Tate Modern

I'm generally not interested in art, but after searching Time Out London to find possible photo ideas, I came across the Cildo Meireles exhibition at the Tate Modern. The description of the exhibit caught my attention:

"Among the spaces to walk around here – which includes a room filled with red objects and a passage knee-deep in talcum powder – is a maze of different fence-like barriers, including wire mesh, net and wood, which must be navigated to reach the giant ball of scrunched cellophane at its centre. Simple enough, except that beneath your feet is a floor of clear glass, on top of layers of broken shards, which cracks and breaks under your weight. Rather than reconstructing the real, Meireles stages the surreal and makes interaction a journey of provocation and potential."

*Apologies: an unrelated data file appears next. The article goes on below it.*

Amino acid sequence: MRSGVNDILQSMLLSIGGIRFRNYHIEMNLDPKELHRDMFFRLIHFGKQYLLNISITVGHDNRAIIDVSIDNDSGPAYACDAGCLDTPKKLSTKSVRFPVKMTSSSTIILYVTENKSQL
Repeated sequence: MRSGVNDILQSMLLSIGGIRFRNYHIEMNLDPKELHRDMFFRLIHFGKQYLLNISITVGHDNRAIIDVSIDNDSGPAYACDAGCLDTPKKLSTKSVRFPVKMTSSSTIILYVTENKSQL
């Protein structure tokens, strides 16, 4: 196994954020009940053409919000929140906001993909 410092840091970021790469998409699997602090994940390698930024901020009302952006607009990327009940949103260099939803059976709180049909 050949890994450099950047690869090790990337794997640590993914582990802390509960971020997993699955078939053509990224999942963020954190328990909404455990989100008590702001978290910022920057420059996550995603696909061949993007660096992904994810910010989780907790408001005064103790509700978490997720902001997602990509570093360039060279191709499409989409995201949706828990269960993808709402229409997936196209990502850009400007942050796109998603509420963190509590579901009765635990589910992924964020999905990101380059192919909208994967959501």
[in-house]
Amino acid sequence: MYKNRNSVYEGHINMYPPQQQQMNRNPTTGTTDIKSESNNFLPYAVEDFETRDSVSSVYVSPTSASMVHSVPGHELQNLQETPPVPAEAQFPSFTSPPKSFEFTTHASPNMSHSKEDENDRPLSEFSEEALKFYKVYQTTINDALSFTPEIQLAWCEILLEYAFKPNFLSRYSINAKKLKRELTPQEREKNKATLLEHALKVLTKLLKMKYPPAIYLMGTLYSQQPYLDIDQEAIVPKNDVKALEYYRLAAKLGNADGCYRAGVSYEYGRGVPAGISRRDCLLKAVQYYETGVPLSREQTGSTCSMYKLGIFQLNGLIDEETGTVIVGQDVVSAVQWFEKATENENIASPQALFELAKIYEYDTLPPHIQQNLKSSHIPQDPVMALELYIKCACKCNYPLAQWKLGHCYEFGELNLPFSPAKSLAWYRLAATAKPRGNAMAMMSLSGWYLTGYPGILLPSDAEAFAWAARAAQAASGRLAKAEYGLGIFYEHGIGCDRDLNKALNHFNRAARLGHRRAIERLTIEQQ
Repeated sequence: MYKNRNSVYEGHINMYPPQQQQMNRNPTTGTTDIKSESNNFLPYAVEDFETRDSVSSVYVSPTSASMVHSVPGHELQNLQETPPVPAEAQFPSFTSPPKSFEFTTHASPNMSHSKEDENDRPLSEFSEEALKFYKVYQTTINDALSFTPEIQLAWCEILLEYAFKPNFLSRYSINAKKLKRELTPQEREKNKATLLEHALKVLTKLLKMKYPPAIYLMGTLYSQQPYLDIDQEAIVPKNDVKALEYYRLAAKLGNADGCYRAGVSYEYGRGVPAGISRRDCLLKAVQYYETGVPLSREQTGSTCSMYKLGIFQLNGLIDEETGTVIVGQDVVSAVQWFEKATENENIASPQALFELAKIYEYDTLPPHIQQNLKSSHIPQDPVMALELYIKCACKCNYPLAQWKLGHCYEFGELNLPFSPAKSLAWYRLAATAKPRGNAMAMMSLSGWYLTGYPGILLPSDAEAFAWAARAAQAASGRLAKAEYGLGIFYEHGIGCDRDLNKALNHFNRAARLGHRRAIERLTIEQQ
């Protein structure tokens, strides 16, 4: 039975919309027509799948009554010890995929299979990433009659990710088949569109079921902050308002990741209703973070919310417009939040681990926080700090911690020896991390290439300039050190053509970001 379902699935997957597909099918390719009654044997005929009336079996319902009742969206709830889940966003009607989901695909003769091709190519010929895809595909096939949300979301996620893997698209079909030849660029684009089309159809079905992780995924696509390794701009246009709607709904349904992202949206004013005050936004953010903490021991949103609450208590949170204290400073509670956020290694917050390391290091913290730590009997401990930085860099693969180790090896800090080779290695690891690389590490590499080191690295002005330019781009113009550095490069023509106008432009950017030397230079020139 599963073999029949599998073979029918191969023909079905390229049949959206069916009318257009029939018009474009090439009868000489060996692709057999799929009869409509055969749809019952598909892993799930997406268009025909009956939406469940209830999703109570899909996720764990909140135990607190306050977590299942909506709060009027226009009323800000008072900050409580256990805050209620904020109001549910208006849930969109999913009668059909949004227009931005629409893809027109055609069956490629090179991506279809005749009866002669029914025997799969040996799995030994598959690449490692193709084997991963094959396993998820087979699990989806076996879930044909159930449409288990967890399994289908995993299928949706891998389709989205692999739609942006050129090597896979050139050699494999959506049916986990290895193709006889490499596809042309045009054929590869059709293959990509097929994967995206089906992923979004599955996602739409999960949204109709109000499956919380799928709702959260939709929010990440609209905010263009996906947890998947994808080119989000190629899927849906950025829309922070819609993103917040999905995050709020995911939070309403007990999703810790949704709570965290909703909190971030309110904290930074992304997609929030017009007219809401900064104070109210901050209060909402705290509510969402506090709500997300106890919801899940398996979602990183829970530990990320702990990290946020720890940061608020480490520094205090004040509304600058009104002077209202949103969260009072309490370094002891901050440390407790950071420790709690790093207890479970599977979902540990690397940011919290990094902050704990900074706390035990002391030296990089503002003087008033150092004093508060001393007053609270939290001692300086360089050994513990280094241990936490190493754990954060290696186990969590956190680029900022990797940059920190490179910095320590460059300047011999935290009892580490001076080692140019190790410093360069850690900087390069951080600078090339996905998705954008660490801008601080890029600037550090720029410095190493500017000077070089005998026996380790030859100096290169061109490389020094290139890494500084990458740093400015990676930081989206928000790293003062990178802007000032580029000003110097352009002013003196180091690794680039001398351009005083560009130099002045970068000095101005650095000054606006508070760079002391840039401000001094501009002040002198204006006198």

That sounded interesting, so I went. And then I found out no photography was allowed. Photos wouldn't have done it justice anyway, as the exhibit was all about walking around and using all your senses, as opposed to just vision. It's a cool concept, to make art interactive rather than not.

I did feel kind of out of place. All other visitors were studying single pieces for such a long time and had notepads and were apparently writing down endless notes about the pieces at the exhibit. Crazy art enthusiasts.
I have no idea. A room at the Cildo Meireles exhibit at the Tate Modern. A labyrinth of clocks and meter sticks hanging from the ceiling.